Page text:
ahaaan nice section....
laiken yaar boooks k liye plugin ki zarurat hay aur yhi kam khrab hy... gif main hoti to mza ata
Oh, lift me as a wave, a leaf, a cloud!
I fall upon the thorns of life! I bleed!
A Heavy Weight of hours has chained and bowed
One too like thee: tameless, and swift, and proud
Yaar Notorious kaheen say Atezaz Ahsan ki "Indus Saga and the making of Pakistan" ka to suragh nikalo.
commoner added 5 Minutes and 13 Seconds later...
Paindo insanoon ki koi kisam nahin balkay aik KAIFIYAT ka nam hay jo kisi par bhi kabhi bhi tari ho sakti hay
Last edited by commoner; 06-25-2008 at 08:07 PM. Reason: Automerged Doublepost
Whether President Musharraf's book is full of lies or not, we'll never know for sure but I can say one thing for sure - it is one of the most gripping books I have read this year. He gives a very detailed account of all the critical things that have hapenned in Pakistan politics in the last 10 or so years starting with the Kargil conflict. It is as expected a very accessible reading, almost conversational in style. His writing has a distinct lack of guile and he is not afraid to discuss highly controversial issues such as his military coup or his decision to not give up his military powers in 2004 as he had earlier promised. His explanations though are not always convincing. If you like mystery novels, you would love the chapters where he explains in detail how Pakistan's intelligence services tracked down and then arrested a number of most wanted terrorists. It's literally a day-by-day and in some cases (like the chapter on his military coup) a minute-by-minute detail of events. Once you pick it up, you won't be able to put it down.
What I don't like about the book is its annoying and overdone bravado, numerous repititions (sometime ridiculous to the point that even the same page is pasted in multiple places to describe the same event multiple times leaving the reader turning the pages to make sure he is not reading the same chapter again) and sometimes just way too much self-promotion. The fact that it is gripping doesn't mean that it is flawless. In fact it has a few major flaws and contradictions. What I find quite amusing is that Mr. Musharraf contradicts himself in so many places without ever noticing it. In the chapter on Kargil conflict, for example, most of the evidence he lays out in painstaking detail actually implicates Pakistan as the instigator. But he being totally oblivious to that, keeps on browbeating about how brave his soldiers were and how India had forced them unwittingly into the conflict. In places, he criticizes somebody for doing something in one chapter and two chapters later he describes how he did essentially the samething at a later time.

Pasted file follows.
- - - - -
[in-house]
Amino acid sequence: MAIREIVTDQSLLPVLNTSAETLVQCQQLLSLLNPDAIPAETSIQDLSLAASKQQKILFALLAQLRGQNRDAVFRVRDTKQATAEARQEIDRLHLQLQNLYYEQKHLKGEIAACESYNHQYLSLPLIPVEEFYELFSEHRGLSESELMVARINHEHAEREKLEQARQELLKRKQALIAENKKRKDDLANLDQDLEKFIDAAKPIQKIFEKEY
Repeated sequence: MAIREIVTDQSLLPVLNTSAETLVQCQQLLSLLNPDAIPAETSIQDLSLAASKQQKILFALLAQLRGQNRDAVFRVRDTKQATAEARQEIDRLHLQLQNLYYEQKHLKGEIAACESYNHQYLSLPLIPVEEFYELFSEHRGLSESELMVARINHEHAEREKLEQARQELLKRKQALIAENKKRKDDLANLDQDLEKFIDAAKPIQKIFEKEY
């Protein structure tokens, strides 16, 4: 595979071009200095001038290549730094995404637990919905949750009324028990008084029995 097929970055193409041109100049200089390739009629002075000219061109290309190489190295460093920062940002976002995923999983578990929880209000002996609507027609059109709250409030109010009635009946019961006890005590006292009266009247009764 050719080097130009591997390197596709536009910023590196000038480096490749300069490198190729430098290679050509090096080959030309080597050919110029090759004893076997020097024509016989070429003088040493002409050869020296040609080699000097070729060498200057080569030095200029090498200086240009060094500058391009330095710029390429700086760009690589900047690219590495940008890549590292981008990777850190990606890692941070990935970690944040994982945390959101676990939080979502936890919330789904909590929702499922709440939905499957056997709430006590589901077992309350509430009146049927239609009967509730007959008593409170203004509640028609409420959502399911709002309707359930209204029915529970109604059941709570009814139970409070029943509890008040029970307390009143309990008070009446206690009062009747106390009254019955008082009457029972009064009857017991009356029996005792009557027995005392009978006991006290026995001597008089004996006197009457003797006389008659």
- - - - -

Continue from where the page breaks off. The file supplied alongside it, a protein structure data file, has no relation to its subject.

I get a distinct feeling from reading this book that Mr. Musharraf has a deep disregard for bureaucracy, politicians and in general of any form of civilian administration. He hammers home this point at several occassions in the book not the least of which is the way he continuously refers to the 1990's decade as the "dreaded decade of democracy" in Pakistan. There is a general consensus among Pakistani intelligentsia that Zia's 11 years dictatorship caused more long-lasting harm to every institution and indeed the very social fabric of Pakistan than any other government in the history of the country with the excpetion of Yahya Khan's short-lived regime. Yet while Mr. Musharraf spends a lot of ink vilifying each democratically elected prime minister all the way from Mr. Bhutto to the last government of Nawaz Sharif, he is unduly reserved in his criticism of Zia's regime and of Zia-ul-Haq himself. You get a sense of military brotherhood when he talks about Zia and even about Yahya Khan - I find that most disconcerting. Also I find it propagandistic given the simple and undisputable fact that Pakistan for most of its tumultous political history has been under one military rule or another and democracy has never been given sufficient time to flourish in the country.
The numbers Mr. Musharraf quotes to prove how his government has turned around the economy are very impressive. Mr. Musharraf's government is currently in the midst of major economic scandals and some of the statistics he so proudly quotes in his book have been disputed by non-partisan institutions and experts. However, overall you do get a sense and I think quite rightly so that his government is doing a better job than any other government in the last decacde or so in Pakistan especially when it comes to economy and freedom of the press. He also discusses at length his plans to strengthen democratic institutions in Pakistan and to provide women means to prosper politically, socially and economically in a male-dominated Pakistani society. Whether he is sincere in his plans or not, he is certainly the first head of government in Pakistan post-Bhutto who at least has identified the true causes of failure of democracy in Pakistan and has a pragmatic plan of action to correct those failures. I get the feeling that some of his ideas in this regard have been inspired by Farid Zakaria's writings on democrarcy and freedom. In any case, his plans seem practical and I hope he remains sincere to his words and actually succeeds in implementing them hopefully by taking a more inclusive approach.